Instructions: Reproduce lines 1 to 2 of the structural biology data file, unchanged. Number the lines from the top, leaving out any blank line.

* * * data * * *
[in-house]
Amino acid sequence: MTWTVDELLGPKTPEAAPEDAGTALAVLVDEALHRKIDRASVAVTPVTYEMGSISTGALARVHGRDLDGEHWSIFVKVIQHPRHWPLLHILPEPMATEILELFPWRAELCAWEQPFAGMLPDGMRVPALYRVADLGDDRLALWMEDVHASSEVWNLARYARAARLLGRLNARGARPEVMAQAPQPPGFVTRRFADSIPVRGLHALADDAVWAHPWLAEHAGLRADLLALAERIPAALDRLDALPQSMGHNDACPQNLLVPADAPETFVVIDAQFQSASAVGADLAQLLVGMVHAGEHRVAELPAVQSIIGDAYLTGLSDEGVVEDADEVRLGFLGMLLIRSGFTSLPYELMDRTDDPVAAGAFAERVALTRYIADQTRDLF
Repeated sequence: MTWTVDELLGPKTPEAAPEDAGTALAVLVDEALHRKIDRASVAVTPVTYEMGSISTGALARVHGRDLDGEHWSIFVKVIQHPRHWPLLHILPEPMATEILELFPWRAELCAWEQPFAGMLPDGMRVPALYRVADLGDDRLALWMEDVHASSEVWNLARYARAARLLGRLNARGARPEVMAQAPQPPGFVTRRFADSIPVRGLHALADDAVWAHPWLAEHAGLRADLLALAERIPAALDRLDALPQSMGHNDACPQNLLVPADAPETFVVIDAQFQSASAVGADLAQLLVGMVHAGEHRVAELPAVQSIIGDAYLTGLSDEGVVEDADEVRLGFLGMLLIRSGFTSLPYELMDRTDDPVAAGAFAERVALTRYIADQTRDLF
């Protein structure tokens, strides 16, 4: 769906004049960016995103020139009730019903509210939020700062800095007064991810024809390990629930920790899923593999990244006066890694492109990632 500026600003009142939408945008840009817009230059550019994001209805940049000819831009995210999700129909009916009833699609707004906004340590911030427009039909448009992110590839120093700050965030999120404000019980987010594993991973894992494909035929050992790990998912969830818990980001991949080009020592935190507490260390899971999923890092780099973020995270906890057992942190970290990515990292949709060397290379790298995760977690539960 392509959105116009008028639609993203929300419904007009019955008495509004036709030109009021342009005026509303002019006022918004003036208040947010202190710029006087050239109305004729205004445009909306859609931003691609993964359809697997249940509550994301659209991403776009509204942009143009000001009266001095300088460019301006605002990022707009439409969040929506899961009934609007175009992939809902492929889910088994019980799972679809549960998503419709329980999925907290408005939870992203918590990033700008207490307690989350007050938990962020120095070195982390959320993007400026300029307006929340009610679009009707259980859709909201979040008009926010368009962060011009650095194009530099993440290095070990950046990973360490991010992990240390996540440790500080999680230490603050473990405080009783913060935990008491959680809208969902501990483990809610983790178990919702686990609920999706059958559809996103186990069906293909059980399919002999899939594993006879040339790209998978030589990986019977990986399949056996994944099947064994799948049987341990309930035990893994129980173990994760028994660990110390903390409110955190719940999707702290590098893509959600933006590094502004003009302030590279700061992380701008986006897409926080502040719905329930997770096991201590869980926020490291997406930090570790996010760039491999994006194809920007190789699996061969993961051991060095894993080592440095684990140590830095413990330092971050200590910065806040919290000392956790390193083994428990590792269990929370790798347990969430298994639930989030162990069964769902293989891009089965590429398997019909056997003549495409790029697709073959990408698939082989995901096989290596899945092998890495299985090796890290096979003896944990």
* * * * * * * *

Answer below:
[in-house]
Amino acid sequence: MTWTVDELLGPKTPEAAPEDAGTALAVLVDEALHRKIDRASVAVTPVTYEMGSISTGALARVHGRDLDGEHWSIFVKVIQHPRHWPLLHILPEPMATEILELFPWRAELCAWEQPFAGMLPDGMRVPALYRVADLGDDRLALWMEDVHASSEVWNLARYARAARLLGRLNARGARPEVMAQAPQPPGFVTRRFADSIPVRGLHALADDAVWAHPWLAEHAGLRADLLALAERIPAALDRLDALPQSMGHNDACPQNLLVPADAPETFVVIDAQFQSASAVGADLAQLLVGMVHAGEHRVAELPAVQSIIGDAYLTGLSDEGVVEDADEVRLGFLGMLLIRSGFTSLPYELMDRTDDPVAAGAFAERVALTRYIADQTRDLF